There are few fundamental ingredients as essential as a good broth. Beef, chicken, and vegetable broth are essential components of recipes across the board, forming the basis for building dimensions of flavor. Even if beef broth is a staple in your home, made and saved frequently, there will come times when there’s simply none left.
We’ll be taking you through the fifteen best beef broth substitutes, including some vegan options.
A beef broth is a savory liquid served either as is or used in soups, stews, and gravies. The French term for broth is bullion, which refers to a reduction made from meat separated from bones. While a stock is made from meat and bones.
Understanding Beef Broth’s Flavor
Beef broth adds meatiness and the unmistakable rich roasted taste of browned meat or vegetables to any meal while at the same time thickening the mix and enriching existing flavors. Most varieties of beef broth include not only a reduction made from seared, roasted meat like short ribs or flank steak, but also a range of flavor-enhancing additives like leek, carrots, bay leaves, vinegar or apple cider vinegar, and even additional marrow.
Here are the fifteen best beef broth alternatives available.
As a clarified beef broth typically made from lean meat like shank, beef consommé is one of the very best alternatives available. Yet, if you don’t have beef broth on hand, then it’s unlikely that you’ll have homemade consommé laying around either. Be on the lookout for beef consommé in a can for a substitute that’s a near match in taste and consistency with a richness that’s near unbeatable. Beef consommé will typically be a little saltier than a regular beef broth, so please adjust your recipe according to taste.
Demi-glace is a rich brown sauce that combines the core French mother sauce, Espagnole, with beef or chicken stock. A demi-glace reduction takes as long as two to three days and creates an intensified stock. Classic Espagnole sauce traditionally uses a veal stock base, but beef is far more common to today’s commercially produced glace and demi-glace. Look for glace or demi-glace in the condiment section to save yourself the effort of making your own while adding authentic home-cooked flavor to your meal.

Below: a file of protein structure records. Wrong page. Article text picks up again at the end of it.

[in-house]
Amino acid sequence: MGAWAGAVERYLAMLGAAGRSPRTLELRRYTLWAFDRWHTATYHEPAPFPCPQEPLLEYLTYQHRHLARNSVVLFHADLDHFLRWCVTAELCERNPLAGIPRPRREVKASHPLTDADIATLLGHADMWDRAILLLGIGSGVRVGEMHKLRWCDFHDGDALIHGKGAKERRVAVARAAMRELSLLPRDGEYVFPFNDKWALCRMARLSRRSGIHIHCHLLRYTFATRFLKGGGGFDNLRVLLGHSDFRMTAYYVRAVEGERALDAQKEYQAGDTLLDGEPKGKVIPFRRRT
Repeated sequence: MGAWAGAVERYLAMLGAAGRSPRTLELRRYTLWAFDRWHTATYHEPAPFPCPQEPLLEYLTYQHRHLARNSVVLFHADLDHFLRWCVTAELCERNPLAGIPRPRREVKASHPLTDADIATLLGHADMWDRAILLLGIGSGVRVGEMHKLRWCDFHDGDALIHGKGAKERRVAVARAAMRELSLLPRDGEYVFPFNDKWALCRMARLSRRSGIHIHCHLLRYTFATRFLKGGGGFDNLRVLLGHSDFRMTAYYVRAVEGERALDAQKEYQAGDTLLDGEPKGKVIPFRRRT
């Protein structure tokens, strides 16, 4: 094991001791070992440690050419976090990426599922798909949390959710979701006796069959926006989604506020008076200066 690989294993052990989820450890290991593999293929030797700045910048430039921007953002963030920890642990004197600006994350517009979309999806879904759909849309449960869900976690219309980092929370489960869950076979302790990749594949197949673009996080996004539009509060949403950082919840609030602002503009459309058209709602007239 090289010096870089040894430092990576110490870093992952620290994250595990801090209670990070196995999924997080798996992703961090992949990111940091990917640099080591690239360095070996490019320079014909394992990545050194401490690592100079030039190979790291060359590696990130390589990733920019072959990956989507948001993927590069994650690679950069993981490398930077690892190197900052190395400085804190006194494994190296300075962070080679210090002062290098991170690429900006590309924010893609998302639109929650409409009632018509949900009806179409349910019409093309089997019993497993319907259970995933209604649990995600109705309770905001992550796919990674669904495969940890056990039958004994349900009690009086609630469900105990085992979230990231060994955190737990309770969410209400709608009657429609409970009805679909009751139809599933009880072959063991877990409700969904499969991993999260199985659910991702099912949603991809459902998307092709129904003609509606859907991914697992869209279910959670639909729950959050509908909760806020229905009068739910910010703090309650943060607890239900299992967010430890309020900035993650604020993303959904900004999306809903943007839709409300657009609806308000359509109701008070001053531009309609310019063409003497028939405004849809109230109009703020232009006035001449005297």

Chick broth is a fantastic substitute for beef broth or beef stock in most recipes. Homemade chicken broth is best if you’ve got some in storage, but a canned stock also works well as an alternative. Any poultry stock will take the place of beef broth well while changing the flavor profile slightly. Keep in mind that gamier meat like duck, quail, or turkey will be far more savory than chicken stock.
As all vegetarians and vegans know, vegetable broth is a tasty alternative to any meat-based stock or broth. Either make your own by sauteing and then boiling down a selection of vegetables like onions, carrots, celery, and an assortment of fresh herbs like parsley, thyme, fennel, and bay leaf with black peppercorns and salt. When making your own, feel free to add any other vegetables that you feel will complement the flavor. Alternatively, store-bought vegetable broth is a readily available beef broth substitute in a range of flavors, thanks to the wealth of brands out there.
A good old beef stock cube in water works wonderfully in most recipes, especially after adding a few of your favorite herbs and spices. Using bouillon cubes or powder is one of the quickest ways to make a stock. Whereas the go-to substitute is normally beef bullion, many cooks report even tastier results when combining beef, chicken, and vegetable stock cubes together in various ratios suited to each meal.
Dried and powdered mushrooms like shiitake, oyster, chaga, and reishi are ideal for making a quick mushroom broth. However, one can easily whip up an umami mushroom stock in no time by boiling up chopped Cremini and Portobello, or any other variety preferred with sautéed onion, carrots and garlic, and a bay leaf or two. The more different varieties, the better. Within 45 minutes to an hour, you’ll have a mushroom broth ready to substitute for any stock that you may need. Mushroom stock is surprisingly versatile and packs a nutritional punch.
Marmite and other vegetable extracts are an excellent substitute for beef broth. The ideal alternative is Marmite or another vegetable extract mixed into a cup of boiling water with a dissolved bouillon cube. However, if you don’t have any bullion stock available, use plain water instead. The umami flavor of Marmite, Vegemite, Promite, and other similar extracts complements the hearty, rich nature of bullion stock to perfection, together creating a beef broth substitute that can be even more flavorful than the original recipe depending on the exact ingredients. You may need to lower the salt in your meal as Marmite, and similar products are quite salty.